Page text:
I n the past week, I have seen a couple of insects that I usually get numerous calls about. The first is the Easter lubber grasshopper. The second is the cicada killer, a large, wasp-looking insect.
The Eastern lubber grasshopper is one of the more common, colorful grasshoppers in Georgia. They sometimes occurs in large enough numbers to cause damage to plants in the andscape, but most of the time they are just a nuisance.
The Eastern lubber is a large, distinctive grasshopper. The adults are black, red and yellow, but colors vary depending on the phase of growth. Fully grown females and males are about 2½ to 4 inches long. The wings of the adult grasshopper are yellow with black dots, and are half the length of the abdomen; therefore, these grasshoppers don’t fly long distances.
Lubbers produce one generation per year, laying masses of about 50 eggs in soil excavations. In late April to early May, the female lays one to three separate masses of eggs. The eggs hatch and the insect goes through incomplete metamorphosis. Incomplete metamorphosis is where the juvenile grasshopper looks like the adult grasshopper.
These young grasshoppers will shed their exoskeleton five times before becoming adults. This process will take 15 to 20 days. Juveniles stay together around a safe food source until becoming adults. In the fall, the females insert their eggs to overwinter in the soil.
There are few natural predators of the Easter lubber grasshopper, which uses its bright color to warn predators of danger. The lubber contains toxic substances known to induce sickness or death in birds and mammals. The lubber can secrete a foamy spray from its body while hissing loudly. They can also vomit plant material to deter predators. This is known as “tobacco” spit.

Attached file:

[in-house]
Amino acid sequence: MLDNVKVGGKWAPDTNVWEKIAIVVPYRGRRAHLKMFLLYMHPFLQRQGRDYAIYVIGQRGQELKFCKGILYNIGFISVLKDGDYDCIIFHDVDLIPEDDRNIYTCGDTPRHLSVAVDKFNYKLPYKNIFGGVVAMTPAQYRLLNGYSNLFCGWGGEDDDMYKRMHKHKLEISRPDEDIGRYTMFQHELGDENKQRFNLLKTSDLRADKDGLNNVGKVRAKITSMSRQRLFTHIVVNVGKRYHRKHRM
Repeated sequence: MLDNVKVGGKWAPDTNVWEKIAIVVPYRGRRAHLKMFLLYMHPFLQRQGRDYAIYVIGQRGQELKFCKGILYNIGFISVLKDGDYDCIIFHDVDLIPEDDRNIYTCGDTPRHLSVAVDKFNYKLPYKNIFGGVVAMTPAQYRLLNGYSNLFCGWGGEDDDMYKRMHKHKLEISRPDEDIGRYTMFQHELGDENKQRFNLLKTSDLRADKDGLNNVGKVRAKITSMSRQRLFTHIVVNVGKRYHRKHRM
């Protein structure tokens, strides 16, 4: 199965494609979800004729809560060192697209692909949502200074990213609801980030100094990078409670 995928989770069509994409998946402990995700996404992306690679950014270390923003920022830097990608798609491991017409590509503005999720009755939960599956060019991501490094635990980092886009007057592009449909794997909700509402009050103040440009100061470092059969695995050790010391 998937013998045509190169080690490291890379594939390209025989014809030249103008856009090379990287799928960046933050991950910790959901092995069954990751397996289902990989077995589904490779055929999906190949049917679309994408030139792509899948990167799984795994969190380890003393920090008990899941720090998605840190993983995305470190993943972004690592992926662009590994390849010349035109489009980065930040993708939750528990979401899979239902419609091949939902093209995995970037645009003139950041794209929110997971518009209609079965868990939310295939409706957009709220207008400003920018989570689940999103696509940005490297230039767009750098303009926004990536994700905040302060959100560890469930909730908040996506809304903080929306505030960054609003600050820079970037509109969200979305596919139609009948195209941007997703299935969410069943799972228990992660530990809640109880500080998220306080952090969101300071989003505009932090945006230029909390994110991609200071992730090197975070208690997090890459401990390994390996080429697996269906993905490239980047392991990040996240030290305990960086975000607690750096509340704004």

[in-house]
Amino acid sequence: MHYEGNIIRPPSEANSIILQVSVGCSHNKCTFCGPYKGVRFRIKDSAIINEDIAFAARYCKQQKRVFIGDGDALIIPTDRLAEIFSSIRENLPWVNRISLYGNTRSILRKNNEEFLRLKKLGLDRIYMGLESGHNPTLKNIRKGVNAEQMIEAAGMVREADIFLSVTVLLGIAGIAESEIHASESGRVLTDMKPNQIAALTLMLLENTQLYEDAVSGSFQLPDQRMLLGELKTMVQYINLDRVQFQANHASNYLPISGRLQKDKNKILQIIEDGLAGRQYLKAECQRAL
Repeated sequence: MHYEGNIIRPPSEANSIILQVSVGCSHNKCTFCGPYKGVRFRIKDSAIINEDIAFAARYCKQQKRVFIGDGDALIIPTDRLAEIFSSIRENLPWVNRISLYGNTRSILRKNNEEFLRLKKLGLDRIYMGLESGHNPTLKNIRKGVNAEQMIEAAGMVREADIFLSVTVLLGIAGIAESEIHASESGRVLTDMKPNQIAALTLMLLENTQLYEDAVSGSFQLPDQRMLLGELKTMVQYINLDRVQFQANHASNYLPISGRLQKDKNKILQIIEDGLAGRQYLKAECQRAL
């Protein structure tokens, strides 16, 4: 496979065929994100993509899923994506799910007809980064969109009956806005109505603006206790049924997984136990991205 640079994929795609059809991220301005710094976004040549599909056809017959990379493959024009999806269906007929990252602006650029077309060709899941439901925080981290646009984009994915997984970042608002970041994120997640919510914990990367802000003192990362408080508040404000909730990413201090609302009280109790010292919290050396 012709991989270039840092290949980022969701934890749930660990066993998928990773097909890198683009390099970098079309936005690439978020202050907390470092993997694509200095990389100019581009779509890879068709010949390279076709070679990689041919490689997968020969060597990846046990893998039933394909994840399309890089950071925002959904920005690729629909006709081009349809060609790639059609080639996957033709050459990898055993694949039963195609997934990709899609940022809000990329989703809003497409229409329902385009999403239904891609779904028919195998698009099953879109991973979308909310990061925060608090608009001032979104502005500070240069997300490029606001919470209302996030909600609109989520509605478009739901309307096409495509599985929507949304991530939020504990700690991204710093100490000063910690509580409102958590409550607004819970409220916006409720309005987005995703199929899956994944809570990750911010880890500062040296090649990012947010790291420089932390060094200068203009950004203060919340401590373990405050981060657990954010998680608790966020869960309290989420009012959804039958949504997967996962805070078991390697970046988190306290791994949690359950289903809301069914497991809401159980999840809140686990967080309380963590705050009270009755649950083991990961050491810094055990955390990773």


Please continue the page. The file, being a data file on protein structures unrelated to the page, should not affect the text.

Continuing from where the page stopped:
Some of the insecticides that will work are malathion, cyfluthrin, and Sevin. These products will give better control on small grasshoppers. The best way to control these insects in the adult stage is with hand-picking or by stomp ing them.
Cicada killers are large, intimidating insects that can measure from 1½ to 2 inches long. They are black or brown with colorful yellow markings on the abdomen and a stinger a quarter of an inch long. Cicada killers typically fly close to the ground, and they are very fast.
They are common from mid to late summer as the adults are emerging and begin searching for cicadas. After emerging, the adult wasps will feed on flower nectar, mate, and dig burrows preparing for the next generation.
Once it is ready to reproduce, the adult female will capture a cicada and sting it. This paralyzes the cicada. The cicada killer then carries the cicada to its burrow. The wasp will lay a single egg on the paralyzed cicada, and then she seals the chamber. When the egg hatches, the larva eats the cicada.
In the spring, the larva begins to pupate and turns into an adult. The next generation of adults will crawl out of the ground and start the process over again. There is only one generation each year.
As frightening as these insects appear, they are are considered to be beneficial. These wasps will not sting unless cornered or accidentally touched or stepped on. In this case, a cicada killer’s sting can be very painful. The only places this insect can pose a real threat are where people, especially children, tend to congregate or play.
If one gets too close to a burrow, one might encounter an inquisitive male guarding the area. There is no real need to worry, for he is only bluffing and possesses no stinger. It is best to leave them alone unless they are in an area where there is a lot of traffic from people.